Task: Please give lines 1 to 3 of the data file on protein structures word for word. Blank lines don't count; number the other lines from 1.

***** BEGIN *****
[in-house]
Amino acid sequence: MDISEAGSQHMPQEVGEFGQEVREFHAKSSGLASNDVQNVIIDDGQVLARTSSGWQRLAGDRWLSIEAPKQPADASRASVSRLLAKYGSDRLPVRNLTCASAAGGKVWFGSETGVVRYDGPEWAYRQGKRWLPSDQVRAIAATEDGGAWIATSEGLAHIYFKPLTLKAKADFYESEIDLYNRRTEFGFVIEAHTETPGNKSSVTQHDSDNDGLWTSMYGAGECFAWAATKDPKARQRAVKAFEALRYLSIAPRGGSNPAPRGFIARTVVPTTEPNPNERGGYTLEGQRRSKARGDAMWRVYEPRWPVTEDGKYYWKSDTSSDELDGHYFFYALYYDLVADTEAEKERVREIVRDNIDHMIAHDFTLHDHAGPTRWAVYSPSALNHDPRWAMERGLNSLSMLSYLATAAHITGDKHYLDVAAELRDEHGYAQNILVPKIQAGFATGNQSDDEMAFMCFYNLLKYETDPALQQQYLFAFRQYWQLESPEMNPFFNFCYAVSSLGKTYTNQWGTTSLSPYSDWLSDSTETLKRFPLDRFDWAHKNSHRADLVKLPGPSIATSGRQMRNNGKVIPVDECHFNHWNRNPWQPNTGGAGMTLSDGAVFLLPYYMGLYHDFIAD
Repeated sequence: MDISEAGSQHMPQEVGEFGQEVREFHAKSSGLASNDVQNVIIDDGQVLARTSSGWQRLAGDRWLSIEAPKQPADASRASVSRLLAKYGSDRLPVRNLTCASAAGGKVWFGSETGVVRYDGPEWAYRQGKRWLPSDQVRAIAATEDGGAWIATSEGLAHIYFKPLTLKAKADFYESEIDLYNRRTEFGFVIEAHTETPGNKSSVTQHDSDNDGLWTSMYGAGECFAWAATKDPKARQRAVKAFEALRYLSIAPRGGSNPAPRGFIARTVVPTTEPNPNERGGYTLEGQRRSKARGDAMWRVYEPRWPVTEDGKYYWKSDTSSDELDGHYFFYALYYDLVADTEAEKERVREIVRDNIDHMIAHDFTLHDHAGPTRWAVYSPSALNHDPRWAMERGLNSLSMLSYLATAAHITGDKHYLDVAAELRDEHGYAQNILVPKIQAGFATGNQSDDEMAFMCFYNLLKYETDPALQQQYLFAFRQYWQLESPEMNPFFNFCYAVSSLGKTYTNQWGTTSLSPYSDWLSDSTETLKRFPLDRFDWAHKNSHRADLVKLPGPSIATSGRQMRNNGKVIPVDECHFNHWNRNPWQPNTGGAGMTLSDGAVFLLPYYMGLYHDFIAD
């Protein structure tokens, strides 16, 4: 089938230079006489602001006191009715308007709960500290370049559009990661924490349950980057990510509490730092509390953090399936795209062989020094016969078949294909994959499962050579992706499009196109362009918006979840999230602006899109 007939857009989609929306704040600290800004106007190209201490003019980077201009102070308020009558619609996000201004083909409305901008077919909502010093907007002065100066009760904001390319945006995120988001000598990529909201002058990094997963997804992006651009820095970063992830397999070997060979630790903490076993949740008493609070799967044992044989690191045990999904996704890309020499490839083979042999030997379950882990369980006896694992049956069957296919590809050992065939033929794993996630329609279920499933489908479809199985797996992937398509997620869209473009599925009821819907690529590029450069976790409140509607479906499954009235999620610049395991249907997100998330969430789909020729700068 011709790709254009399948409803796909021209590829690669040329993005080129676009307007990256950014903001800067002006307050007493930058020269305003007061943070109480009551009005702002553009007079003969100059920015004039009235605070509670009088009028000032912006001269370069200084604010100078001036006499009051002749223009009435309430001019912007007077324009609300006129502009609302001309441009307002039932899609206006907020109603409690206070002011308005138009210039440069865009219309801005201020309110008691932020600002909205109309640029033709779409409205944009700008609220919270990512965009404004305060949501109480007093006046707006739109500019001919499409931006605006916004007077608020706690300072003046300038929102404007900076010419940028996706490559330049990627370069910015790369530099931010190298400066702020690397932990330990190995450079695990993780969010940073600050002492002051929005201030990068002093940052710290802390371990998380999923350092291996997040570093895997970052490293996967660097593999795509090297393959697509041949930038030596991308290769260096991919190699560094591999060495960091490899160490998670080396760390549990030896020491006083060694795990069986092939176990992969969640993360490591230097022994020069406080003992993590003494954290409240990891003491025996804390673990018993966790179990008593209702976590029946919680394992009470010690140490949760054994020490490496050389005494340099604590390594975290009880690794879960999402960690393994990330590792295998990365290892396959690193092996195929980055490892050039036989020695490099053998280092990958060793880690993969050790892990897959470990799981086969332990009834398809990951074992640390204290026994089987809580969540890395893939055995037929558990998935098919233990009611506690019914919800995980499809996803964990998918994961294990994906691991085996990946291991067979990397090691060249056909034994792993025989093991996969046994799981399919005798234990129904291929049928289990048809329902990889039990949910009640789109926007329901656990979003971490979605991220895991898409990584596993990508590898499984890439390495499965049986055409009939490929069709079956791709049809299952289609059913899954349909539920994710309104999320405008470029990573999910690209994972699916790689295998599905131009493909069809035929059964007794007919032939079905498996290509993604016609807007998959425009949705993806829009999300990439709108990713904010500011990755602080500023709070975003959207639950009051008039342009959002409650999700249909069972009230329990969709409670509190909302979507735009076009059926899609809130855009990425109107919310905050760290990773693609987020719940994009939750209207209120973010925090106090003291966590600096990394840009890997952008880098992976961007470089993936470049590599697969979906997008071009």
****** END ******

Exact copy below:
[in-house]
Amino acid sequence: MDISEAGSQHMPQEVGEFGQEVREFHAKSSGLASNDVQNVIIDDGQVLARTSSGWQRLAGDRWLSIEAPKQPADASRASVSRLLAKYGSDRLPVRNLTCASAAGGKVWFGSETGVVRYDGPEWAYRQGKRWLPSDQVRAIAATEDGGAWIATSEGLAHIYFKPLTLKAKADFYESEIDLYNRRTEFGFVIEAHTETPGNKSSVTQHDSDNDGLWTSMYGAGECFAWAATKDPKARQRAVKAFEALRYLSIAPRGGSNPAPRGFIARTVVPTTEPNPNERGGYTLEGQRRSKARGDAMWRVYEPRWPVTEDGKYYWKSDTSSDELDGHYFFYALYYDLVADTEAEKERVREIVRDNIDHMIAHDFTLHDHAGPTRWAVYSPSALNHDPRWAMERGLNSLSMLSYLATAAHITGDKHYLDVAAELRDEHGYAQNILVPKIQAGFATGNQSDDEMAFMCFYNLLKYETDPALQQQYLFAFRQYWQLESPEMNPFFNFCYAVSSLGKTYTNQWGTTSLSPYSDWLSDSTETLKRFPLDRFDWAHKNSHRADLVKLPGPSIATSGRQMRNNGKVIPVDECHFNHWNRNPWQPNTGGAGMTLSDGAVFLLPYYMGLYHDFIAD
Repeated sequence: MDISEAGSQHMPQEVGEFGQEVREFHAKSSGLASNDVQNVIIDDGQVLARTSSGWQRLAGDRWLSIEAPKQPADASRASVSRLLAKYGSDRLPVRNLTCASAAGGKVWFGSETGVVRYDGPEWAYRQGKRWLPSDQVRAIAATEDGGAWIATSEGLAHIYFKPLTLKAKADFYESEIDLYNRRTEFGFVIEAHTETPGNKSSVTQHDSDNDGLWTSMYGAGECFAWAATKDPKARQRAVKAFEALRYLSIAPRGGSNPAPRGFIARTVVPTTEPNPNERGGYTLEGQRRSKARGDAMWRVYEPRWPVTEDGKYYWKSDTSSDELDGHYFFYALYYDLVADTEAEKERVREIVRDNIDHMIAHDFTLHDHAGPTRWAVYSPSALNHDPRWAMERGLNSLSMLSYLATAAHITGDKHYLDVAAELRDEHGYAQNILVPKIQAGFATGNQSDDEMAFMCFYNLLKYETDPALQQQYLFAFRQYWQLESPEMNPFFNFCYAVSSLGKTYTNQWGTTSLSPYSDWLSDSTETLKRFPLDRFDWAHKNSHRADLVKLPGPSIATSGRQMRNNGKVIPVDECHFNHWNRNPWQPNTGGAGMTLSDGAVFLLPYYMGLYHDFIAD